By this I mean that we no longer have a shut system typical of Origami in which a procedure exists to create a model and can return to the starting point. It is arguable that it is the closed-system through which can some- how break, that is the real characteristic of Origami. ShapingRegular figures such as triangles, pentagons are well set up for Origami.
Avion en papier
Origami Instructions Free Online Picture also shows the results graphically of moving away from the 'purest' form of Origami in each of the eight directions. In some cases I have marked the art as 'open-ended', for example paper-cuts.
Uchiyama is reported Avion En Papier Propulsé Avec Un Elastique as getting a patent in 1908 for 'KOKO'. style origami which appears to be the same in principle. Japanese books are filled with slitting to achieve ear or a tail or even legs. Perhaps one of the most famous examples of theme 'slits to avoid folding' is in Fred Rohm's Circus pony in which 2 cuts are made, one for the ears and the other to offer enough points for the thighs. Rohm folded his Circus pony without cuts but the technique is then much more complex. Thus we have 2 motives for cutting appearing here; one to create new opportunities and the other to avoid the Origami Star Instructions complexities of a model achieved only by folding.
Kent du Pre has done such work on Symmetric figures such as stars from which flowers can be folded away. Irregular figures have came out occasionally, but the most extreme form only occurs in Paper Wonder with Rolf Harris's models. Silhouettes have zero restrictions in the Origami sense and are of course carefully related to paper cutting. In its simplest form cuts are made earlier to folding in a symmetric and planned way which will 'open up' the material available without the need for excessive width. The most recent point out of the techniques is by Toshie Takahama who Origami Box With Flaps refers to it as Kirikomi and distinguishes it as typical of very early Japanese Origami.
In a corner of the Livelihood Industry Pavilion at EXPO', electricity was used to make Origami pigeons flap their wings. Modelling That is now usual in animal folds to call for a final modeling particularly if foil has already been used and one can make sure of the materials remaining in place. A contemporary example of this is in Pat Crawford's models. Neal Elias who probably led the move in the West to 3D insists on any modeling following the folding The technique of wetting the paper is apparently Japanese in origin Avion En Papier Pliage A Imprimer was demonstrated by Yoshizawa at a Convention in Liverpool. Another method of wet moulding using paste in the preparation is mentioned by Alice Gray the girl was shown it by Yoshizawa during a visit to Japan. The folds up tend to be gentle and are approaching figurine rather than Origami.
Fleur en papier
The cutting out of holes and so forth. to indicate eyes and so on is sometimes found in Japanese books and we are obviously dealing with a technique which is becoming open-ended. When we fold in a symmetric way to prepare our paper for cutting the folding has obviously become secondary (2). Honda has called this Origami Flower Stem kind of paper-craft Mon-Kiri (which means crest-making). Typically the last step in the slitting or cutting is paper-cutting, some of the finest examples are most likely from China and plainly here we have an open-ended Art form. Supporting A way of moving away from the 'pure' central form is that of supporting or adding display mechanics to the models. In its simplest form we might use stuff, staples or 'blue tac' to hold a model in the desired pose and position. Or we may use wiring or cards. The most unusual form of 'display mechanics' that We am acquainted with is by Toyoaki Kawai.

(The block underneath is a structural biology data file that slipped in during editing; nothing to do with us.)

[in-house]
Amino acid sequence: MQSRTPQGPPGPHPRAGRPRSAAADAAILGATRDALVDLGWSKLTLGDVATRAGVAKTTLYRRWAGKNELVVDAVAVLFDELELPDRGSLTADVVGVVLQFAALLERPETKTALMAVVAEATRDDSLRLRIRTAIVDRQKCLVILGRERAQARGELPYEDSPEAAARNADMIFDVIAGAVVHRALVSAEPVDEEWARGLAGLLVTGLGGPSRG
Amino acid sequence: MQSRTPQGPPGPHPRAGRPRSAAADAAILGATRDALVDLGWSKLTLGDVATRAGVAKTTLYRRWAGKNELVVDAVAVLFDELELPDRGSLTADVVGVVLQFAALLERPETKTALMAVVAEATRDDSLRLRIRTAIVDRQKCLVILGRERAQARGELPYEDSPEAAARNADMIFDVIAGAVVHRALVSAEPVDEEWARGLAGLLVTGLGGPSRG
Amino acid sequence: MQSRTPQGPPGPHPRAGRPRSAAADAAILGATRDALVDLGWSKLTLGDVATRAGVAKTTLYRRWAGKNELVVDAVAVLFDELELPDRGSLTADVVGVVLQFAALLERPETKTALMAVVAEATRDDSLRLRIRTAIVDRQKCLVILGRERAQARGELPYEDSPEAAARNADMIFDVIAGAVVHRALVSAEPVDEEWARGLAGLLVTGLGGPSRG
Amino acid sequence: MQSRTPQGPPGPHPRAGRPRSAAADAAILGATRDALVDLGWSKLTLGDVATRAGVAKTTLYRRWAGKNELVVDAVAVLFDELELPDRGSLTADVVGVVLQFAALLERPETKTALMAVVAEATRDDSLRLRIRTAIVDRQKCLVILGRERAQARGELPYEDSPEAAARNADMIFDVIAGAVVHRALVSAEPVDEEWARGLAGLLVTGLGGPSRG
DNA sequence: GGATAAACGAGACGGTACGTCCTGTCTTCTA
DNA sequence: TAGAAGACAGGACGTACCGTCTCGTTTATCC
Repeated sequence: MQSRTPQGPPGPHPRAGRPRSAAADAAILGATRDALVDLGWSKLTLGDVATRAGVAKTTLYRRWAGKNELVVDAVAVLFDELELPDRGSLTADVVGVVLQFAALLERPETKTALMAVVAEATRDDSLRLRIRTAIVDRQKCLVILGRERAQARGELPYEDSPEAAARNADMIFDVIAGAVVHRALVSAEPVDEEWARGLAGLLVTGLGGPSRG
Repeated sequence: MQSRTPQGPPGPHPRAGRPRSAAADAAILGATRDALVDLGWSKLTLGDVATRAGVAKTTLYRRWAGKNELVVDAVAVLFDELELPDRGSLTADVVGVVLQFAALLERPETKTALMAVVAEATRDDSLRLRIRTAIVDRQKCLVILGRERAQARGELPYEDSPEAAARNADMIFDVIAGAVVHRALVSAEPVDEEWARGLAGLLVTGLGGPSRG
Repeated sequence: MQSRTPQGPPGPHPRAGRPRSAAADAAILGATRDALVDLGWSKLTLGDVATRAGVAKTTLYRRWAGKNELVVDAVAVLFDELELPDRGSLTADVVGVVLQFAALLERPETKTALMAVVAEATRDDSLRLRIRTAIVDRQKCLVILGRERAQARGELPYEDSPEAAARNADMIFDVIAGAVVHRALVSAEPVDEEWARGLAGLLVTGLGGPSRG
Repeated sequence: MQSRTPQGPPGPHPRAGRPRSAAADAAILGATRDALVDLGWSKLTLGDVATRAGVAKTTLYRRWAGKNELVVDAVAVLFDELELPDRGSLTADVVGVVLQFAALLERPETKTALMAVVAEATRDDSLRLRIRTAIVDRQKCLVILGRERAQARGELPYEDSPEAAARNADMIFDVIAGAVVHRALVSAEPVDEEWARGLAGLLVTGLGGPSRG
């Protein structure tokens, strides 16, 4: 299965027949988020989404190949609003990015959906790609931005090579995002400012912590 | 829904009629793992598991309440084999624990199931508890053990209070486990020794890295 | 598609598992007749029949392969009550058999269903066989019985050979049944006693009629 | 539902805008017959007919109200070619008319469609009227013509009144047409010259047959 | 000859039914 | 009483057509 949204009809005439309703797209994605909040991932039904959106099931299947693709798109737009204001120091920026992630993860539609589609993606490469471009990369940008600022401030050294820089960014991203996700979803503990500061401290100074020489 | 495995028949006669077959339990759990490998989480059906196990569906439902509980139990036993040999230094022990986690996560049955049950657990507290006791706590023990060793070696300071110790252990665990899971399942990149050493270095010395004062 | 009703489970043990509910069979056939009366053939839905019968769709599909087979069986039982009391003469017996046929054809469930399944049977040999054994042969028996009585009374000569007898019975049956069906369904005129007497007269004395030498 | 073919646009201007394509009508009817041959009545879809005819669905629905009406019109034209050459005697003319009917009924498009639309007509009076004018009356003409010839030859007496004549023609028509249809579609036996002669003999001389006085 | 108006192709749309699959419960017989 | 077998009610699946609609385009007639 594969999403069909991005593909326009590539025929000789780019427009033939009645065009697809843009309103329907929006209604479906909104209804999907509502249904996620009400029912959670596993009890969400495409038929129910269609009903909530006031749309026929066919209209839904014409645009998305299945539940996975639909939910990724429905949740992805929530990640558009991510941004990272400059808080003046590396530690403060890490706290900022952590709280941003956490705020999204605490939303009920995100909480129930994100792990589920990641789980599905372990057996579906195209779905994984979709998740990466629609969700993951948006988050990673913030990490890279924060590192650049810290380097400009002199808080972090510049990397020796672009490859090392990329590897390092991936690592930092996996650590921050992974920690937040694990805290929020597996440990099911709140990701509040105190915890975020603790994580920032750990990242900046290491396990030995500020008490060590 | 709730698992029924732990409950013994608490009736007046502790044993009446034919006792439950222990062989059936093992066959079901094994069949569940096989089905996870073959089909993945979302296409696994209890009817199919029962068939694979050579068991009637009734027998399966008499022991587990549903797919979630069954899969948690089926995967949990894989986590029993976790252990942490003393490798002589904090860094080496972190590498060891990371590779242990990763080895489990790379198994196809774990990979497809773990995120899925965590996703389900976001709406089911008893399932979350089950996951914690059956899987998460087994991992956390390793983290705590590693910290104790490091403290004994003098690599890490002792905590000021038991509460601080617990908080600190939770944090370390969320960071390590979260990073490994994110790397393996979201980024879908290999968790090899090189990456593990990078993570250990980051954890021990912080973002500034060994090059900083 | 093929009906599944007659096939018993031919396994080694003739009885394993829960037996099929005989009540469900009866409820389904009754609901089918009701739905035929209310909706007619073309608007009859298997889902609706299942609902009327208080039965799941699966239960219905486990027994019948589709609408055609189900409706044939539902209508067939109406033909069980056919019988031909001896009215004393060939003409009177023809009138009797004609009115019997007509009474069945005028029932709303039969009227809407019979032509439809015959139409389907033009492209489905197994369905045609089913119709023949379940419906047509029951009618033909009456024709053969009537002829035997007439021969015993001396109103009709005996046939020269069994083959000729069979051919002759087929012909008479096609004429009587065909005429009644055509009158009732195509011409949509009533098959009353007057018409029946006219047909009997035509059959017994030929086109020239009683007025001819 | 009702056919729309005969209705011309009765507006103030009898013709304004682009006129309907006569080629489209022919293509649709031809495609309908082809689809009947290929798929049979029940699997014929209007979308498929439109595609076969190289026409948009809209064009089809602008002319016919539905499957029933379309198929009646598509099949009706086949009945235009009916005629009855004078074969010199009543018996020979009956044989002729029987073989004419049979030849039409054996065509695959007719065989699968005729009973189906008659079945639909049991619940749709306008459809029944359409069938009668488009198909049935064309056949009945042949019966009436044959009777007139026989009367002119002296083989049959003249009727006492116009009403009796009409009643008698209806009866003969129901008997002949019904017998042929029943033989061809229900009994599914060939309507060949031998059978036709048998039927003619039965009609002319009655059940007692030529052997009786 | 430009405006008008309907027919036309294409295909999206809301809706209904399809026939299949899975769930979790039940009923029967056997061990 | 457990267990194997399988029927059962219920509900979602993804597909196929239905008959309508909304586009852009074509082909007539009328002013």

Bateau en papier
The associated Avion En Papier Qui Vole Bien Et Longtemps Et Loin arts are Weaving and Macrame which are open-ended. However string we can have 'Cats Cradles' which is a closed-systems game with direct analogie to Origami. Multi-layer Toshie Takahama has produced some superb examples of this variation of Origami. The sheets of paper are folded together but usually opened at the conclusion to show the multi-layers usually with different colors. In flower folding and possible doll-making the multi-layer strategy is exploited for the own sake with little or no folding engaged. Multi-Part Isao Honda (15) was probably the first to publish techniques involving 2 separate sheets of document each folded to symbolize some part of the pet and
Comment faire un avion en papier
In the most extreme combinations of water and papers we are, of course , in the world of fun which is obviously an open-ended art. DecoratingThe most basic step from a single color is one side coloured and one white or plain. A great offer of modern Origami exploits this colour difference. A delightful example is Mary Homewood's
Robin. We can use the texture of our material which need not even be foil or paper. Neal Elias collects patterned foil and has shown models in 3 colours which count after deciding on the best pattern and cutting his material to get the colour exactly where he wants them. A more restricted form of decoration occurs in Japanese papers which are already printed with a design well suited for an exclusive model. The end of this process is evidently the decoration of the ultimate model and therefore into the decorative art proper which is open-ended. Lengthening By stretching our square we obtain rectangles then bows and finally string.